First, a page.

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Business Analysis & Features

Mark Wilson: Aviva's new chief plays the blame game

Chief executive points the finger at his predecessor to explain the insurer's losses and a cut in dividend

"Disappointment", "uncertainty" and "transition" were some of the terms used by Aviva's management team yesterday as they addressed analysts and investors in London.

Explaining the insurer's £3bn of losses, a 44 per cent dividend cut and the scrapping of bonuses for senior directors, the company left bystanders in no doubt who was to blame. Mark Wilson, the group's new chief executive, made it clear he had inherited a company in need of life-saving surgery after years of mismanagement under his predecessor, Andrew Moss.

"It's like climbing up an escalator that's going down," he said. "I joined Aviva because I believe there is significant potential to be unlocked. This is a turnaround story. It is clear to me that the company has not articulated why investors should buy or hold Aviva shares."

Aviva's loss, which compares to a £60m profit in 2011, was driven by £3.3bn of write-downs linked to the sale of its US business to Athene Holding in December. The group also bowed to market pressure and cut its final dividend by 44 per cent to 9p following weeks of speculation.

The decision came just over a fortnight after rival RSA rebased its dividend and led to Aviva shares falling 45p to 314.8p, a slump of more than 12 per cent, which wiped almost £1.4bn from the company's market value.

As well as scrapping bonuses for executives, Mr Wilson said pay would be frozen for 400 senior staff at the company while it was overhauled.

He would not rule out further job cuts among its 36,000 employees, which include 18,000 in the UK, and said he would simplify a company that has so far sold assets in America, Russia and Spain since Mr Moss departed.

"I believe very strongly in paying for performance. Our overall spend on bonuses at senior levels will match the business performance and will be based on rigorous differentiation between performance levels. We will focus the money available on our top performers who made the largest contribution."

He added: "The insurance sector has made an industry out of complexity. We need to be simple and as predictable as a Swiss clock. That is my promise."

Now that the full extent of Aviva's problems are out in the open, investors say it is time for the company to stop dwelling on the past and take decisive action. Put quite simply, in the words of one expert: "The blame game must end now."

Aviva parted company with Mr Moss last May following a shareholder backlash at its annual meeting. He was criticised for repeatedly changing its strategy while shares tumbled. Since then, the insurer has sold businesses and put others on the block to slim its structure, which has so far been well-received by the market.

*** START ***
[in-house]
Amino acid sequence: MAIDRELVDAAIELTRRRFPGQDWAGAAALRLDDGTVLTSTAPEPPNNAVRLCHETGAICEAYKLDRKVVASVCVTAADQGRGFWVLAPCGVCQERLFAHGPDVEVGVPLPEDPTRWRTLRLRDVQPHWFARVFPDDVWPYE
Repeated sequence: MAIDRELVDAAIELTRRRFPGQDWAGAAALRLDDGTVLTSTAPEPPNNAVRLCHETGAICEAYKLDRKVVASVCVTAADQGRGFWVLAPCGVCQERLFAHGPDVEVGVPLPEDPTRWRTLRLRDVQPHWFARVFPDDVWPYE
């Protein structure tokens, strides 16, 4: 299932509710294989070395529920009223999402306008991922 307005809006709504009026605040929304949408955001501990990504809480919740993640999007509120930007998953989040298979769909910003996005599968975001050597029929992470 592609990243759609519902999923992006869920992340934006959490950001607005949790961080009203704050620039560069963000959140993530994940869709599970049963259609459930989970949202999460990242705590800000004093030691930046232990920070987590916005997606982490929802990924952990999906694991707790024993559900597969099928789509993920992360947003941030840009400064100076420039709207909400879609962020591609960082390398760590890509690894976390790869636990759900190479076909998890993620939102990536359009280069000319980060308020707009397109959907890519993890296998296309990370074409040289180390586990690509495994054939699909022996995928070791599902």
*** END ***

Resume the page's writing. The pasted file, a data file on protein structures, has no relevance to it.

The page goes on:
Most analysts also agree that rebasing the dividend was the right thing, as it allowed the company to reallocate capital to where it is needed.

Barrie Cornes, analyst at Panmure Gordon, said: "Whilst many investors will be very disappointed, we believe this removes the potentially damaging uncertainty over a future potential cut. The saving will be used to restructure the business as it looks to lower internal and external debt.

"We believe that the removal of the uncertainty of the dividend will strengthen the investment case, but in the short term there will be pressure on the share price."

Shareholders say they will be watching closely for more signs of recovery over the coming months.

"The results were disappointing," said one of Aviva's largest investors yesterday. "While the dividend decision probably makes sense, medium term they are a serial offender. We want significant operational improvements."

For others, Aviva's problems are simply a sign of wider problems in the global insurance industry.

Mark Flenner, insurance partner at KPMG, said: "Yesterday's news is just the tip of the iceberg: we expect to see more large insurers making non-core disposals of businesses ... the major insurers' boards are heavily focused on business portfolio management and we are seeing them take different strategies to execute reorganisation of their portfolios, including share buybacks, special dividends, dividend reductions and disposals. We expect the global reshaping of the insurance market to pick up the pace in 2013."

For now though, Aviva will hope its shares recover from yesterday's price ahead of its annual meeting in May, which is likely to be less volatile than last year's because of the company's decision to scrap bonuses.

Philip Meadowcroft of the Norwich Union Policyholders' Action Group, warned: "The chairman and chief executive will need to be able to articulate and persuade what is likely to be an acutely sceptical audience that they have the individual and team competency to manage Aviva and effect the turnaround shareholders are increasingly and desperately looking for."

Aviva in numbers

£3bn of losses compared to a £60m profit last year

44% cut in final dividend to 9p a share

36,000 employees, which include about 18,000 in the UK